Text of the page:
The Internet is chock full of resources related to education and instructional design. From universities to training development companies, the sources of the information vary greatly, but the general goal remains the same: creating impactful, relevant, timely training.
Blogs are another source that provide up-to-date and trending information on training and instructional design, along with a multitude of related areas. The good thing about blog posts is that they are written from the view of the blogger and takes into account their opinion and personal experience. Keeping a log of active educational or instructional design bloggers is a good practice to employ, because they can be a critical resource in an instructional designer’s professional development.
I found three blogs related to instructional design that could be used as beneficial resources in my workplace setting, as well as this course: blog.cathy-moore.com, nkilkenny.wordpress.com, and bozarthzone.blogspot.com.
Cathy Moore’s self-titled blog, has a tagline of Let’s Save the World From Boring Training. This is clever and one of the reasons that motivated me to look further into her blog. Cathy does a great job of sharing ideas that can help designers develop impactful and engaging materials for adult learners. In her Resources area, she provides eLearning samples. The samples include simple and advanced interactions, simulations and branching scenarios, and vendor demonstrations. I found the vendor demonstrations to be useful by allowing me to get a glimpse of what a full-fledged development company with multiple resources can create. Additionally, Cathy provides an extensive breakdown of action mapping and how to apply it while designing training.
Design for Learning, a blog ran by Natalie Laderas-Kilkenny, focuses on collaborative leadership and the use of “social learning to build an innovative workplace” (Kilkenny, n.d.) A good resource that Natalie provides is a breakdown of knowledge management. She provides a practical knowledge management concept map that can be applied within my workplace. Her blogs span the training spectrum from usability of an interface to using QR codes in learning experiences. One of the more interesting blogs I found of hers pertains to the use of an empathy map, which is a simple tool that helps to envision how people will react to front-facing content that they see. One example listed is the user interface (UI). The UI is a critical element to any training product, and applying the empathy map to the assessment can be extremely beneficial to a developer.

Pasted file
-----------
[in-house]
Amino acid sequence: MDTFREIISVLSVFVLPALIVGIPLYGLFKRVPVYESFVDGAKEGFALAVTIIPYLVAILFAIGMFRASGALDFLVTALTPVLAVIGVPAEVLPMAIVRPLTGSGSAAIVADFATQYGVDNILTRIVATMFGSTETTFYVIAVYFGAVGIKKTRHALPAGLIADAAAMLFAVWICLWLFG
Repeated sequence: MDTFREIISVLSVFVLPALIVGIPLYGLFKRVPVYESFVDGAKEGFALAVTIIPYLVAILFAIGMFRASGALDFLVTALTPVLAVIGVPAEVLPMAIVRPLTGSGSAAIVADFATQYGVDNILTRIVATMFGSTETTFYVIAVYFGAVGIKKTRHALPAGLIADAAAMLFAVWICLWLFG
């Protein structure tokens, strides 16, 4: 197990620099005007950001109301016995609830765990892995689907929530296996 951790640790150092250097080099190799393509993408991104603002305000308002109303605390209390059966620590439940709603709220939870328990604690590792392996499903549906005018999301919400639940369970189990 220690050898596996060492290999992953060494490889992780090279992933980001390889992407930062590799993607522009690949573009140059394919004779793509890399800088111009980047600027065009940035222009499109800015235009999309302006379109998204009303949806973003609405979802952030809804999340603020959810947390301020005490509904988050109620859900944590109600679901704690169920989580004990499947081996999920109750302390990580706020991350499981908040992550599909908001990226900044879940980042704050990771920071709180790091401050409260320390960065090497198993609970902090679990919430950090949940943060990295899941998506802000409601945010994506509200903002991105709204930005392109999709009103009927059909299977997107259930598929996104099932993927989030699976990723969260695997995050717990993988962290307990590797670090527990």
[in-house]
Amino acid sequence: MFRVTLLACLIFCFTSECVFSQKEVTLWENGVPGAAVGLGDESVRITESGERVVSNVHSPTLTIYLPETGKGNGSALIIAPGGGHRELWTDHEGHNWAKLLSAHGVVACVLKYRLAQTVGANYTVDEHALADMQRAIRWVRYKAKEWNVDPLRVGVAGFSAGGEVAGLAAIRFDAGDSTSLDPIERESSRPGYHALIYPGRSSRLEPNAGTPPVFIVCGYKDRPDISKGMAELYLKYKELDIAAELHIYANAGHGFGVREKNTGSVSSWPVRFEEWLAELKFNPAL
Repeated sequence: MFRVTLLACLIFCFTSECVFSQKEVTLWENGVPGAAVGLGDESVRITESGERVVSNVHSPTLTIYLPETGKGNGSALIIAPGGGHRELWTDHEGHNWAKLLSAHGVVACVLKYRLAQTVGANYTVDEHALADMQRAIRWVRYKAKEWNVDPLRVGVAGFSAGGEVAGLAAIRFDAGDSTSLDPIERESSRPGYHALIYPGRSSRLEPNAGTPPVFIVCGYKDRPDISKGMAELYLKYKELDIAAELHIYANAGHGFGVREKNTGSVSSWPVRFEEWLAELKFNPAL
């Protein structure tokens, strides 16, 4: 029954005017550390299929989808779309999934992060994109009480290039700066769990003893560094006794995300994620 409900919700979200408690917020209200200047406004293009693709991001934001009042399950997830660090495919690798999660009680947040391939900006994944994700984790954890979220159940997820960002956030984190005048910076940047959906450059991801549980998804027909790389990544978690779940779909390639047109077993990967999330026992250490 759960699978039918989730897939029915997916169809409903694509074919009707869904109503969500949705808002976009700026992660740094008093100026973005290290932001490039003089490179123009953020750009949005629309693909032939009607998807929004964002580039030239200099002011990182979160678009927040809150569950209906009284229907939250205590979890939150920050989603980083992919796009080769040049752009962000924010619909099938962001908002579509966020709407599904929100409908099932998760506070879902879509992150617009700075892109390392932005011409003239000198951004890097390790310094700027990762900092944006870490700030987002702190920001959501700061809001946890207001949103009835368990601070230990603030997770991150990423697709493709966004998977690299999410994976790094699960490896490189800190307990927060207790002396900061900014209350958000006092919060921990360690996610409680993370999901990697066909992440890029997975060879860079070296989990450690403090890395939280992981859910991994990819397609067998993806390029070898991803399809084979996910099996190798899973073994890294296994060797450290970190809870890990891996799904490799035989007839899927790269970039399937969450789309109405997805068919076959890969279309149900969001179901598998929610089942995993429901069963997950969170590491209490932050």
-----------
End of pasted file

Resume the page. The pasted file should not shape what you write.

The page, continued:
Bozarthzone, a blog ran by Jane Bozarth, provides insight to the training and development field with a focus “for creating and outsourcing inexpensive eLearning solutions” (Bozarth, n.d). One thing I noticed about her blog is the “Where’s Jane?” section which outlines her travels to various training conferences around the country. This is a great resource, because Jane is constantly being exposed to new training models, concepts, and tools. Keeping up-to-date with trending theories and tech tools used to create training is a definite plus for me. There is one blog in particular that caught my attention. It dealt with writing better eLearning Scripts. This is useful for me because our organization recently upped their support for eLearning products and scripts is one of the issues we are learning to handle correctly. Jane’s numerous posts and additional support areas make her blog a valuable resource.
All three of the blogs I discussed above are going to very useful to me as I continue my career as an instructional designer. This will ultimately benefit my organization, because I will be able to carry the new knowledge and insight over by applying to my immediate work on training products.
Bozarth, J. (n.d.). Bozarthzone. Retrieved July 5, 2015, from http://bozarthzone.blogspot.com/
Laderas-Kilkenny, N. (n.d.). Design for Learning. Retrieved July 5, 2015, from https://nkilkenny.wordpress.com/
Moore, C. (n.d.). Cathy Moore. Retrieved July 5, 2015, from http://blog.cathy-moore.com/